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A Holistic Multi-Perspective as Sustainable Meta-design

We face an uncertain future unless we apply holistic thinking as an integral part of our lives, from childhood onwards. Aspects of holistic thinking have been present in ancient, medieval, and Renaissance philosophies and religions. Many modern developments in holistic philosophy, together with new paradigms in physics, biology, psychology, psychical research and parascience, have made important contributions. The stage is now being set for important unifications of philosophy, conceptual frameworks, and knowledge that will provide the basis for a new holistic practical philosophy. — Burrows et al., 1991, p.359

The holistic perspective that finds an expression in holistic science and complexity theory critically influences the arguments put forward in this thesis [Design for Human and Planetary Health, Wahl, 2006]. It tries to apply such a holistic perspective to notions of health-generating, ecological, and natural design as practical and timely approaches to creating sustainable societies [and regenerative cultures].

Many aspect of this holistic perspective have previously been expressed in indigenous and traditional worldviews, as well as the ancient wisdom traditions. Yet there is a distinction to be made between a holistic perspective that includes the insights gained from centuries of reductionism and dualistic rationalism into a wider participatory worldview and traditional participatory worldviews. To put it simply, the holistic perspective advocated in this thesis acknowledges that both either-or (dualist) and both-and (non-dual) logic informs appropriate design. Valerie Brown an her colleagues write:

The capacity for holistic thought is often considered to exist only in the artistic community. On the contrary, the ability to identify a holistic focus for our knowledge is inherently present in any individual or community; and whenever it is achieved, holistic knowledge is widely acclaimed. — Brown et al., 2005, p.134

Everybody, and every community, has the inherent ability to think holistically. It can be improved through education and practice. It is a misconception that the artistic community has any particular predisposition for this mode of thought. As someone whose academic career started with biology, behaviour, and cognitive science, I have been surprised, since I started my research in design, by the increasing tendency of research in art and design to adopt a very analytical and reductionist stance that is almost exclusively materialistically and economically motivated. Artistic practice may require imagination, but too often it follows trends and fashions more than being truly original.

Surely, a holistic approach would marry the analytical and the imaginary — the visionary with direct practical action based on the wisdom of many ways of knowing. Such a holistic approach will require the co-operation of artists and scientists in a process of learning from each other. A truly holistic perspective would be an emergent property of such a fruitful collaboration.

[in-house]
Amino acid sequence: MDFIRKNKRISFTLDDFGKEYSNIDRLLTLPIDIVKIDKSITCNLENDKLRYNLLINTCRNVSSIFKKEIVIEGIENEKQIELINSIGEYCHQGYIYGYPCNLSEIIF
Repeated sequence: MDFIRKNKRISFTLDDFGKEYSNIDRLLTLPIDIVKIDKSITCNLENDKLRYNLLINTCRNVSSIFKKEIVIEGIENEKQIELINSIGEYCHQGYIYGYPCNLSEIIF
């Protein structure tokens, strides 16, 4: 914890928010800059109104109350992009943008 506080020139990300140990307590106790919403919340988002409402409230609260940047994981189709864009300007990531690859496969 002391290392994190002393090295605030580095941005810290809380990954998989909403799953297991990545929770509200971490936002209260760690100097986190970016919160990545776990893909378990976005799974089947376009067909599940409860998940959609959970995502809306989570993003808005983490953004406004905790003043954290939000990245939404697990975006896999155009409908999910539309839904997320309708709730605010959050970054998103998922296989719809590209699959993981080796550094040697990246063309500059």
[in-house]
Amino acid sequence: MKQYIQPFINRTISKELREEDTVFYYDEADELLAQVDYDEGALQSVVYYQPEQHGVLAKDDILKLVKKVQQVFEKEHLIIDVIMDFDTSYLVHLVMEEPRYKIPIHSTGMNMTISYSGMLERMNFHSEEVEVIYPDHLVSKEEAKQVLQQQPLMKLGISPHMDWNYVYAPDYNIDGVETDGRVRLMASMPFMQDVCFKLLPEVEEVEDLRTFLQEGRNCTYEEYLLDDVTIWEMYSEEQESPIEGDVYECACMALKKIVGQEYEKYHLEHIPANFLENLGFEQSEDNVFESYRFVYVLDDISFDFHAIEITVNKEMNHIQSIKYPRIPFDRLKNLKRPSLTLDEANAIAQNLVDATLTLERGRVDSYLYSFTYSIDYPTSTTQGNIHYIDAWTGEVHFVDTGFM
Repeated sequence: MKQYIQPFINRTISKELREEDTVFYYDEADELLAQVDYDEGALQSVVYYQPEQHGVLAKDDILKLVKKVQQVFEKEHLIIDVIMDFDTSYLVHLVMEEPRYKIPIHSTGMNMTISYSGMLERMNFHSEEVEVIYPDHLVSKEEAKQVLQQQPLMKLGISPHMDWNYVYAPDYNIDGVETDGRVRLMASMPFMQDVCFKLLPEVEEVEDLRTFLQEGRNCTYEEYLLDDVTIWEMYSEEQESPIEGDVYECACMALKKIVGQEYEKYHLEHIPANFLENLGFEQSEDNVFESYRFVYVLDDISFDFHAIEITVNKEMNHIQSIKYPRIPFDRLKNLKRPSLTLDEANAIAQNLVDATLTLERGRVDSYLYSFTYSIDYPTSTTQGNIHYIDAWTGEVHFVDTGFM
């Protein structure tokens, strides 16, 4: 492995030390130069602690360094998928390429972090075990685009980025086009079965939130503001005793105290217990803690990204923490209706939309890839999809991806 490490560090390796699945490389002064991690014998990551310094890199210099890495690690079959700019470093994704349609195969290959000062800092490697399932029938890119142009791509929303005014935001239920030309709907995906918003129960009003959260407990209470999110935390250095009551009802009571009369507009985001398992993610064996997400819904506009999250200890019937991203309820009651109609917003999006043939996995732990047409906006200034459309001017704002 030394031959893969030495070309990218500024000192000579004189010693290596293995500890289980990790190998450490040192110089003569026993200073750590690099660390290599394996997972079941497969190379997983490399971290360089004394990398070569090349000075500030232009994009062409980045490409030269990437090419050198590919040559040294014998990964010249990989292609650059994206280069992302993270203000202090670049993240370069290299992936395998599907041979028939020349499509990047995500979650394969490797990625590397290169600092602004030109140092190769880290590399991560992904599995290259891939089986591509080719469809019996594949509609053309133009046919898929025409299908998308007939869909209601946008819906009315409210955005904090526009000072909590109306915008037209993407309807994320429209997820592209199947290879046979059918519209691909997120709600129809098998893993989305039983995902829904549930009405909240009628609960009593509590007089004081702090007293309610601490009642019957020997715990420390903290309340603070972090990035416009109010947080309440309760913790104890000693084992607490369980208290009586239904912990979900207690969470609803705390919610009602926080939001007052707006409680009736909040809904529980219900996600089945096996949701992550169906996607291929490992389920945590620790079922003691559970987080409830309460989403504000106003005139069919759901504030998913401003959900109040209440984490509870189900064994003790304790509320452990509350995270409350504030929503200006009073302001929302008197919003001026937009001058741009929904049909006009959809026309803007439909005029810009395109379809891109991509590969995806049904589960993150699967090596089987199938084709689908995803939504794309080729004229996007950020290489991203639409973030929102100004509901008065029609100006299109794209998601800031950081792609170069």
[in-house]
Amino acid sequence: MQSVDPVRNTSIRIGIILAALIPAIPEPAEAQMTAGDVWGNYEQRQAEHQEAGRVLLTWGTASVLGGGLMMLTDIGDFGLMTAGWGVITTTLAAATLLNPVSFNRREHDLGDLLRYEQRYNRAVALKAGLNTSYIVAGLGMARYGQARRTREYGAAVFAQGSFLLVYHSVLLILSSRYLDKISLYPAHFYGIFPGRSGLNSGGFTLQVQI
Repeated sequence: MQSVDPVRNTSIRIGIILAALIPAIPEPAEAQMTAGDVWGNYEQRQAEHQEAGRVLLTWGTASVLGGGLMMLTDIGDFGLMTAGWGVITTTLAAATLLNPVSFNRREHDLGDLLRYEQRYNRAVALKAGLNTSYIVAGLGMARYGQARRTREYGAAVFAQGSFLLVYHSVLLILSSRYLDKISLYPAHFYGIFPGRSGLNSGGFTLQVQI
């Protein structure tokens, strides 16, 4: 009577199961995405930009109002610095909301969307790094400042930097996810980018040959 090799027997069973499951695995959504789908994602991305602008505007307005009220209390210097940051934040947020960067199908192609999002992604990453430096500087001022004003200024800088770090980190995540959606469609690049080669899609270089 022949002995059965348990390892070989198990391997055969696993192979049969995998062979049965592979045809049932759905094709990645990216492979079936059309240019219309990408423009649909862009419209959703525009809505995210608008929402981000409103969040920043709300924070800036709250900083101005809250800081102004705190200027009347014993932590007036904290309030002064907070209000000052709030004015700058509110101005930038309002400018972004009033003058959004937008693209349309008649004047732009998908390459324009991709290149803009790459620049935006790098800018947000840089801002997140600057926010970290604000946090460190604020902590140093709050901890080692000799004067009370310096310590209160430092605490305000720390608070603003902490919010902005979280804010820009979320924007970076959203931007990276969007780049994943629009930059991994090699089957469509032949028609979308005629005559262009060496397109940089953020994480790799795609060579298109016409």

[This is an excerpt from my 2006 PhD Thesis in ‘Design for Human and Planetary Health: A Holistic/Integral Approach to Complexity and Sustainability’. This research and 10 years of experience as an educator, consultant, activist, and expert in whole systems design and transformative innovation have led me to publish Designing Regenerative Cultures in May 2016.]

This thesis sketches the dimensions and outlines of such a holistic perspective. It assembles a broad puzzle of the conceptual contributories to the emerging participatory, integral and holistic worldview. But since design is foremost about practice, my aim is also to offer a range of examples of how such a worldview would be expressed through practical application (see particularly chapters 3–5).

The Sufi tale of the 6 Blind Men and the Elephant illustrates well why we particular perspectives will always come with a blind spot (source), this image was not used in the 2006 PhD thesis this excerpt is taken from.

I do so in full awareness of the inherent limitations of such an attempt and acknowledge that such a map will always fall short off describing the richness of quality and intricacy of detail of the territory it refers to. Nevertheless, as the holistic thinker Michael Polanyi, who was professor for both physical chemistry and social science, has pointed out: “all particulars become meaningless if we lose sight of the pattern which they jointly constitute” (in Goldsmith, 1996, p.20).

This thesis re-contextualizes design within the wider meaning of this pattern. It is the pattern Bateson called the “pattern that connects.” Natural design theory responds to a challenge posed by E.F. Schumacher: “Our task is to look at the world and see it whole” (Schumacher, 1977, p.24). The theory informing the natural design movement (see chapter 3) is based on a holistic and participatory worldview and explores how this worldview would inform practical sustainable design solutions. This work outlines a holistic worldview as a meta-design principle and explores its practical expressions as a remedy for the systemic ills that have developed out the past centuries dominated by reductionism.

We may judge a philosophy by its fruits. The reductionistic-mechanistic-materialistic outlook has fostered numerous dichotomies, schisms, fragmentations, alienations: alienation from self (…spiritual vacuum) and hence from others as well, alienation from nature …, the dichotomy between knowledge and values, between ends and means, between mind and matter, between the universe of matter and the universe of life, between the sciences and the humanities, between rich and poor, between industrialized countries and what is called the third world, between present and future generations.

… Since science’s success and prestige are enormous, the mechanistic worldview associated with its nineteenth century formulations commended itself to the world of industry and business, as well as culture at large. The image of a blind mechanical world, and of ourselves as computers, inevitably underlies the normative practice of seeking personal advantage and letting the chips fall where they may.